Employee’s exposure to hazardous substances
Today we were in Peterborough where our client asked us to carry out an assessment of occupational exposure to hazardous substances. Our main objectives of the assessment are; to measure the concentration of inhalable dust within the working environment, to measure the concentration of welding fumes within the working environment, to establish the daily personal exposure of the employees at risk and finally to be able to advise on suitable risk control for the future.
How we calculate the daily personal exposure to employees
In order to calculate the daily personal exposure to the employees our surveyor had to take samples of airborne particulates. These airborne particulates were collected using Cassella Vortex and Ipex personal sampling pumps which were fitted with 5-hole samplers. The samplers were positioned in the breathing zone of each operative outside the respiratory protective equipment. Sampling flow rates had to be calibrated prior to and after sampling using an FM 2 (0.3-3.0l/min) working flow meter. Sampling for welding fumes were also collected, at the flow rate of 2L/min and onto 25mm QMA filters.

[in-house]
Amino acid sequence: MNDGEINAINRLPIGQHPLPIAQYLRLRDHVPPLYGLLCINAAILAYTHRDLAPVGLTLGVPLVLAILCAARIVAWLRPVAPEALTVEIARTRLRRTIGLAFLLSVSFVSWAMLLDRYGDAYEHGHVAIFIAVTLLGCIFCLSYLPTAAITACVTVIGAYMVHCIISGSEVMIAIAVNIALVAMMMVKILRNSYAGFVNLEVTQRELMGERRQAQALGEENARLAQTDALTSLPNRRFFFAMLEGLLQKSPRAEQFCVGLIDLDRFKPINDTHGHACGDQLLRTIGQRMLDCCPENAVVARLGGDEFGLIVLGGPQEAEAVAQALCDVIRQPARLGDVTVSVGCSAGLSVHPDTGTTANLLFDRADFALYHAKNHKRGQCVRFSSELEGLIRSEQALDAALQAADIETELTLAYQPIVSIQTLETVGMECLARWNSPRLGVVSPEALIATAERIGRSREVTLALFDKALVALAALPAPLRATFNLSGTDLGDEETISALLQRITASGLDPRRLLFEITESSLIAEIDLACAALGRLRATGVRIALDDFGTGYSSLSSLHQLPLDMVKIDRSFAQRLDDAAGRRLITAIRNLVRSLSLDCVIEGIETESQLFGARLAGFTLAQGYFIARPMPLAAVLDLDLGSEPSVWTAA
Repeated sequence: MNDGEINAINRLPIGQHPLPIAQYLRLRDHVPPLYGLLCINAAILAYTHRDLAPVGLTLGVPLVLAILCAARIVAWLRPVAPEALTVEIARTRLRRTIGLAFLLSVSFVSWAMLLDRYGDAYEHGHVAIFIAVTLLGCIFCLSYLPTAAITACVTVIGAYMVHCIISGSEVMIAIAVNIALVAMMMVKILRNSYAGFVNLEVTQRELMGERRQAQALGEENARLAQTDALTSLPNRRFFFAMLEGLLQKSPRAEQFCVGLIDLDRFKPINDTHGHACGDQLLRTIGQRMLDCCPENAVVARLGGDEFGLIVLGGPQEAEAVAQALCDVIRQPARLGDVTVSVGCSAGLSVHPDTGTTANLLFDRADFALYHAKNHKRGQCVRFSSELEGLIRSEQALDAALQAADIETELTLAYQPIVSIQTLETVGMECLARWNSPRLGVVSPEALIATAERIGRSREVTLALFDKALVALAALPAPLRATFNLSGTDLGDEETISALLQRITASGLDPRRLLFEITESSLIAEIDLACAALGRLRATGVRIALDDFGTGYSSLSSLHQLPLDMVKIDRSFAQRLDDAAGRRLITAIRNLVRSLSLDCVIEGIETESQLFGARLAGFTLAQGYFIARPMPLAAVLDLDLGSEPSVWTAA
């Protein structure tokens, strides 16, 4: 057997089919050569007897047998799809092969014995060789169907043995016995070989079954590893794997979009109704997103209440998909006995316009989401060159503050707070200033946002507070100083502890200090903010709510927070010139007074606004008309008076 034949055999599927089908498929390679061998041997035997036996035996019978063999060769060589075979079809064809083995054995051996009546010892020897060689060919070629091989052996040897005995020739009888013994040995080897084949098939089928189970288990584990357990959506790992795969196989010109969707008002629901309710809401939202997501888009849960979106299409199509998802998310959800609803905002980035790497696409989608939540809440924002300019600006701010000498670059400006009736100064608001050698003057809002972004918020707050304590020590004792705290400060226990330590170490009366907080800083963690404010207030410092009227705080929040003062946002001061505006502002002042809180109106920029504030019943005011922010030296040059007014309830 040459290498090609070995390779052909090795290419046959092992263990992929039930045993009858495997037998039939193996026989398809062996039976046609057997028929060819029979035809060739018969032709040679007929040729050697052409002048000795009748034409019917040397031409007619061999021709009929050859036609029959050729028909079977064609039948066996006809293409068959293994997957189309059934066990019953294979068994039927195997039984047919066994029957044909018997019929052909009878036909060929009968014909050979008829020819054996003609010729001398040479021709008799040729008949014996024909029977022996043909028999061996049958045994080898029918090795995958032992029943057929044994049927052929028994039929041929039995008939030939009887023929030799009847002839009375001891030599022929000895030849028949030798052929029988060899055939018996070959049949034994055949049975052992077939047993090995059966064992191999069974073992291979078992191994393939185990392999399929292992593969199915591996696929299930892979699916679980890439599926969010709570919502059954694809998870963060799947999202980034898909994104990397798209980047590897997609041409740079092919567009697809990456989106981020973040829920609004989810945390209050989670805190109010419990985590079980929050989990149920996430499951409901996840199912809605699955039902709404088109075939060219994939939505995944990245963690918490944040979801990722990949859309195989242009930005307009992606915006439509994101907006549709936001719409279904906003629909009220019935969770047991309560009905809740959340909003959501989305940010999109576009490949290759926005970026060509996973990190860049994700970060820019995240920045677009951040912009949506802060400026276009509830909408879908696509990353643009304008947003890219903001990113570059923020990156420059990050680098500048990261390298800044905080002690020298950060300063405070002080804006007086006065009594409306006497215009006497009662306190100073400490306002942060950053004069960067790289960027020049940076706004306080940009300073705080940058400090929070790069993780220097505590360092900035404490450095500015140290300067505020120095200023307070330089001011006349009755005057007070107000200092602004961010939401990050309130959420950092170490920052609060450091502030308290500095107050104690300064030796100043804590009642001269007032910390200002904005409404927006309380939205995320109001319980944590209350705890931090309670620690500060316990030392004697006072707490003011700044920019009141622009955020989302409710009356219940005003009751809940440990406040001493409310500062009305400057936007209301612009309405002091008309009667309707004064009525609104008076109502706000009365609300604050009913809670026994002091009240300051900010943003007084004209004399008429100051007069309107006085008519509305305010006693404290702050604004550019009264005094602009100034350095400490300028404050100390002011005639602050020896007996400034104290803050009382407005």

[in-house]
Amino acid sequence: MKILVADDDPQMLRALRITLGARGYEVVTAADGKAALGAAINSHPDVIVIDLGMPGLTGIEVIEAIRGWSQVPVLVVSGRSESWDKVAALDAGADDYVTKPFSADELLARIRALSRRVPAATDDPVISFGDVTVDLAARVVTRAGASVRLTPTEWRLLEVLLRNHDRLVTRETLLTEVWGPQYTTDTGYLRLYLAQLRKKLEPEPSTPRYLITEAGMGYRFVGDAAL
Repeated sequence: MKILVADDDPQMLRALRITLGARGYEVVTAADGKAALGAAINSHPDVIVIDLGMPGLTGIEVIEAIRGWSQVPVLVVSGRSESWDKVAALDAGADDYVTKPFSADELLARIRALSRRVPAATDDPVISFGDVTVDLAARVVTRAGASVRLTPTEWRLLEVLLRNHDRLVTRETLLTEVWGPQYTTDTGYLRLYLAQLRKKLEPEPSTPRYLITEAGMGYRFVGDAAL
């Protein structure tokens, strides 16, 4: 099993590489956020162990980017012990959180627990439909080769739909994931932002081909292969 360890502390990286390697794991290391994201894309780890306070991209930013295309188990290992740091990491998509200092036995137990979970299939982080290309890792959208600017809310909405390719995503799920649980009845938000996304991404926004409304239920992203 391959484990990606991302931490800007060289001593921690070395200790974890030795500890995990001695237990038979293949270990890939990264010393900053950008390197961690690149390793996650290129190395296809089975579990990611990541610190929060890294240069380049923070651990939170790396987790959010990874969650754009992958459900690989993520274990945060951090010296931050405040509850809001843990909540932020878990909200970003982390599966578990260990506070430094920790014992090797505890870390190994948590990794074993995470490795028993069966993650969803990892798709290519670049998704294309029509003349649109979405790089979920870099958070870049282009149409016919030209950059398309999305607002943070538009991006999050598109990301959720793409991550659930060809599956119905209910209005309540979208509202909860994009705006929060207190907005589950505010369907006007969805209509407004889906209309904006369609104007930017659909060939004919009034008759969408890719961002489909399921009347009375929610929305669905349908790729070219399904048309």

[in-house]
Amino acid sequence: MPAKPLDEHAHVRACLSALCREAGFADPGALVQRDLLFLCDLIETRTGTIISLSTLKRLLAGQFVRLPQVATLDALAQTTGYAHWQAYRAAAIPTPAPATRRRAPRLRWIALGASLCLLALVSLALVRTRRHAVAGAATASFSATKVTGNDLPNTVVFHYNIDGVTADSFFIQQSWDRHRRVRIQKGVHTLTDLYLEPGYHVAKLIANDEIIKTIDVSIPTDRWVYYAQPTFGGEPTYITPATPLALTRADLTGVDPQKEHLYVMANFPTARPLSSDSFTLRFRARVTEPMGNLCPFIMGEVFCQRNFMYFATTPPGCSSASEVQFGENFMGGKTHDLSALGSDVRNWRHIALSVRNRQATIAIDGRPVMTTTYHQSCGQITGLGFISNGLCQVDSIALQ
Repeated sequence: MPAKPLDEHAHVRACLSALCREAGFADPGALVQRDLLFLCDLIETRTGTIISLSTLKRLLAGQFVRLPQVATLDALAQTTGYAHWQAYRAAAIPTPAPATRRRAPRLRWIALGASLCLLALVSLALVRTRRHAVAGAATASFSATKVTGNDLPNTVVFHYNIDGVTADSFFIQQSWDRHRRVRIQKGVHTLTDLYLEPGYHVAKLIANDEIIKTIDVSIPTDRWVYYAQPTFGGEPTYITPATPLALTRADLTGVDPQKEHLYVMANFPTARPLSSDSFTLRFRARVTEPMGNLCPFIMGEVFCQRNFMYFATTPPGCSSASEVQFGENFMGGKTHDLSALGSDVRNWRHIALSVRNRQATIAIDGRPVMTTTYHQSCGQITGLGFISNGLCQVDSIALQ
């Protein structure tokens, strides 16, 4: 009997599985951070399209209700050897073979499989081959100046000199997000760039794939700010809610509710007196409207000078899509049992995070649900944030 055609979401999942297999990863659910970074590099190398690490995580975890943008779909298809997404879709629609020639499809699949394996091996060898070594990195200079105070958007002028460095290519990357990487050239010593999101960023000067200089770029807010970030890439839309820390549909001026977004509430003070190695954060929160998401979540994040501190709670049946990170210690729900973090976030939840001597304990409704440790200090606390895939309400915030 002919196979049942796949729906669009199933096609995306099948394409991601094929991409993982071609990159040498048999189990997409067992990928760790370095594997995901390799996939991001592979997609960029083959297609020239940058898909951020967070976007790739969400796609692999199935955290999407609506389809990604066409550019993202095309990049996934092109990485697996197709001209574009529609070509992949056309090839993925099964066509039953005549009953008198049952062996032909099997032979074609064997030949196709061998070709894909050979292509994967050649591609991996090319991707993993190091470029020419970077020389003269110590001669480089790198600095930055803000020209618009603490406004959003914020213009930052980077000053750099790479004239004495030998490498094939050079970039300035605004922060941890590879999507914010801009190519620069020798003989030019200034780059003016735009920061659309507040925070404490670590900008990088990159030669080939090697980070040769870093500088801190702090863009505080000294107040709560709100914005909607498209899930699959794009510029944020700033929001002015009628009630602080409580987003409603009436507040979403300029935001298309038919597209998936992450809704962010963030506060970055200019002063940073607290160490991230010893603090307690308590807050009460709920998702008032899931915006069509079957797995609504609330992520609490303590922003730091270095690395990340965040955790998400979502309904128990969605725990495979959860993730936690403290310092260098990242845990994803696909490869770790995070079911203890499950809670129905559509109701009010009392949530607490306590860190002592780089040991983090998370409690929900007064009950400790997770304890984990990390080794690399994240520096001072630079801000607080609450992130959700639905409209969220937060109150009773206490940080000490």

What did air monitoring reveal?
The results of air monitoring suggested that the welding operatives are unlikely to be exposed to levels of Chromium, Hexavalent Chromium, Manganese and Copper fumes above the recommended workplace exposure limits. Although this was not the case in regards to dust as air monitoring suggested that the employees are likely to be exposed to levels of inhalable and aluminium dust above the recommended workplace exposure limits. However if employees are using the respiratory protective equipment provided then this will prevent them being exposed to welding fumes and dusts above the workplace exposure limits.
How to minimise occupational exposure to hazardous substances
Based on the results of air monitoring our surveyor was able to recommend the most suitable remediation measures for our client in order to minimise his employees’ exposure to hazardous substances. As discussed above, it is recommended that employees wear the respiratory protective equipment supplied as it is proven to prevent them being exposed to levels of welding fumes and dusts above the recommended limit. Therefore it is the employers responsibility to enforce this and ensure that employees are using equipment effectively. This comes hand in hand with adequate training being provided. Employees should be trained on health risks from hazardous substances in the workplace, control measures, their use and maintenance. Refresher training should be provided at least once a year.